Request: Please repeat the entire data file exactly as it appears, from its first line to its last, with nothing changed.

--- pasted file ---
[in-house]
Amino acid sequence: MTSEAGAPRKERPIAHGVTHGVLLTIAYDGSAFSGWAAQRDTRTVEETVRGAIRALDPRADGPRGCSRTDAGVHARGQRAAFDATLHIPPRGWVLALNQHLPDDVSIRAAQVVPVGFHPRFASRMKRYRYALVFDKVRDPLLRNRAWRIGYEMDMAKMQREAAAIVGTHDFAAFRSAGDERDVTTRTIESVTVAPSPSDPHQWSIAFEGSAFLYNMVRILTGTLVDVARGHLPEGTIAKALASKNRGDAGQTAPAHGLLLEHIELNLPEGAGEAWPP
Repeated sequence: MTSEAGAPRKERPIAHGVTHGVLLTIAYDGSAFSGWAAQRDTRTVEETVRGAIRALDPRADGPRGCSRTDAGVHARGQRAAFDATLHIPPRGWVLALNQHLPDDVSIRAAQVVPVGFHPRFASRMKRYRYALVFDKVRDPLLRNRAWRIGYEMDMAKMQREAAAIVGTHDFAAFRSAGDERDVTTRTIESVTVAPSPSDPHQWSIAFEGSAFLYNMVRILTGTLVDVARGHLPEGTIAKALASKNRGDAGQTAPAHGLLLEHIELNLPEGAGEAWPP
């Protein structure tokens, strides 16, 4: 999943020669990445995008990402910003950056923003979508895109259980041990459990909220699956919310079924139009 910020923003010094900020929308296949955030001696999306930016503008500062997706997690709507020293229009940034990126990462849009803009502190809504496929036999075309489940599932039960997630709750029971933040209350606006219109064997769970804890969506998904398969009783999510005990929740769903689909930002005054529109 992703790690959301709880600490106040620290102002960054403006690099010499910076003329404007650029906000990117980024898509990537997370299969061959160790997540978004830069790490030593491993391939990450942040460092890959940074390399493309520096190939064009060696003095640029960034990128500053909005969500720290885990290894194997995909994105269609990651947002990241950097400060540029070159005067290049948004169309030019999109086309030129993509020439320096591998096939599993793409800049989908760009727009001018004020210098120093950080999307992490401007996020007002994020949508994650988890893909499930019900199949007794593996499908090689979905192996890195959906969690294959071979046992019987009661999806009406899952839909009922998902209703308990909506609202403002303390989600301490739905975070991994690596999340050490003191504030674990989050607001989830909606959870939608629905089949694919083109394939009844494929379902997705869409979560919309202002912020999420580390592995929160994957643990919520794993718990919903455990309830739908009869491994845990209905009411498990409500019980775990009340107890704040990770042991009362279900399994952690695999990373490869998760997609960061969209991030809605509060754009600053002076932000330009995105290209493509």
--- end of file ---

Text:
[in-house]
Amino acid sequence: MTSEAGAPRKERPIAHGVTHGVLLTIAYDGSAFSGWAAQRDTRTVEETVRGAIRALDPRADGPRGCSRTDAGVHARGQRAAFDATLHIPPRGWVLALNQHLPDDVSIRAAQVVPVGFHPRFASRMKRYRYALVFDKVRDPLLRNRAWRIGYEMDMAKMQREAAAIVGTHDFAAFRSAGDERDVTTRTIESVTVAPSPSDPHQWSIAFEGSAFLYNMVRILTGTLVDVARGHLPEGTIAKALASKNRGDAGQTAPAHGLLLEHIELNLPEGAGEAWPP
Repeated sequence: MTSEAGAPRKERPIAHGVTHGVLLTIAYDGSAFSGWAAQRDTRTVEETVRGAIRALDPRADGPRGCSRTDAGVHARGQRAAFDATLHIPPRGWVLALNQHLPDDVSIRAAQVVPVGFHPRFASRMKRYRYALVFDKVRDPLLRNRAWRIGYEMDMAKMQREAAAIVGTHDFAAFRSAGDERDVTTRTIESVTVAPSPSDPHQWSIAFEGSAFLYNMVRILTGTLVDVARGHLPEGTIAKALASKNRGDAGQTAPAHGLLLEHIELNLPEGAGEAWPP
């Protein structure tokens, strides 16, 4: 999943020669990445995008990402910003950056923003979508895109259980041990459990909220699956919310079924139009 910020923003010094900020929308296949955030001696999306930016503008500062997706997690709507020293229009940034990126990462849009803009502190809504496929036999075309489940599932039960997630709750029971933040209350606006219109064997769970804890969506998904398969009783999510005990929740769903689909930002005054529109 992703790690959301709880600490106040620290102002960054403006690099010499910076003329404007650029906000990117980024898509990537997370299969061959160790997540978004830069790490030593491993391939990450942040460092890959940074390399493309520096190939064009060696003095640029960034990128500053909005969500720290885990290894194997995909994105269609990651947002990241950097400060540029070159005067290049948004169309030019999109086309030129993509020439320096591998096939599993793409800049989908760009727009001018004020210098120093950080999307992490401007996020007002994020949508994650988890893909499930019900199949007794593996499908090689979905192996890195959906969690294959071979046992019987009661999806009406899952839909009922998902209703308990909506609202403002303390989600301490739905975070991994690596999340050490003191504030674990989050607001989830909606959870939608629905089949694919083109394939009844494929379902997705869409979560919309202002912020999420580390592995929160994957643990919520794993718990919903455990309830739908009869491994845990209905009411498990409500019980775990009340107890704040990770042991009362279900399994952690695999990373490869998760997609960061969209991030809605509060754009600053002076932000330009995105290209493509």